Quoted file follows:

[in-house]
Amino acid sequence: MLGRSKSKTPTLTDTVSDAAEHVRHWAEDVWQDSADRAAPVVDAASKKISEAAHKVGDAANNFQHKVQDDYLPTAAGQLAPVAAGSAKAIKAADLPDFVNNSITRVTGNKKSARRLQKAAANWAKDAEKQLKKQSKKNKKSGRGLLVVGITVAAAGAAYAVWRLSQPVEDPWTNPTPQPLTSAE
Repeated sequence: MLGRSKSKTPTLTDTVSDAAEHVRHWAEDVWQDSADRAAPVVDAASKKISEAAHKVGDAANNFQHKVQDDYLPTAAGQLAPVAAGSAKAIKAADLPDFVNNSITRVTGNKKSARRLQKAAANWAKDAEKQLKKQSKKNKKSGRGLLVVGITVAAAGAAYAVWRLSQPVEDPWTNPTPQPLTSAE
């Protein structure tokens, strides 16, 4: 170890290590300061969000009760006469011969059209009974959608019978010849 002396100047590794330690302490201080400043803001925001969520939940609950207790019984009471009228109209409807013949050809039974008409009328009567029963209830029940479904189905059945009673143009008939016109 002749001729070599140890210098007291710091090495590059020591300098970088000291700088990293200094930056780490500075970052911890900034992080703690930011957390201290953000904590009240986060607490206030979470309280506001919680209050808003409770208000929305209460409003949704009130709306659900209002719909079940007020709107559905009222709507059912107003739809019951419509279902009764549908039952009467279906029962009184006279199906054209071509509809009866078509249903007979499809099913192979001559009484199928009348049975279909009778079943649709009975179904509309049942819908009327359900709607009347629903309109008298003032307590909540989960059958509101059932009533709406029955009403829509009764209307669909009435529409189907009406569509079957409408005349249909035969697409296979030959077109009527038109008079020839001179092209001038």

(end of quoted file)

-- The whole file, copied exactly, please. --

[in-house]
Amino acid sequence: MLGRSKSKTPTLTDTVSDAAEHVRHWAEDVWQDSADRAAPVVDAASKKISEAAHKVGDAANNFQHKVQDDYLPTAAGQLAPVAAGSAKAIKAADLPDFVNNSITRVTGNKKSARRLQKAAANWAKDAEKQLKKQSKKNKKSGRGLLVVGITVAAAGAAYAVWRLSQPVEDPWTNPTPQPLTSAE
Repeated sequence: MLGRSKSKTPTLTDTVSDAAEHVRHWAEDVWQDSADRAAPVVDAASKKISEAAHKVGDAANNFQHKVQDDYLPTAAGQLAPVAAGSAKAIKAADLPDFVNNSITRVTGNKKSARRLQKAAANWAKDAEKQLKKQSKKNKKSGRGLLVVGITVAAAGAAYAVWRLSQPVEDPWTNPTPQPLTSAE
């Protein structure tokens, strides 16, 4: 170890290590300061969000009760006469011969059209009974959608019978010849 002396100047590794330690302490201080400043803001925001969520939940609950207790019984009471009228109209409807013949050809039974008409009328009567029963209830029940479904189905059945009673143009008939016109 002749001729070599140890210098007291710091090495590059020591300098970088000291700088990293200094930056780490500075970052911890900034992080703690930011957390201290953000904590009240986060607490206030979470309280506001919680209050808003409770208000929305209460409003949704009130709306659900209002719909079940007020709107559905009222709507059912107003739809019951419509279902009764549908039952009467279906029962009184006279199906054209071509509809009866078509249903007979499809099913192979001559009484199928009348049975279909009778079943649709009975179904509309049942819908009327359900709607009347629903309109008298003032307590909540989960059958509101059932009533709406029955009403829509009764209307669909009435529409189907009406569509079957409408005349249909035969697409296979030959077109009527038109008079020839001179092209001038």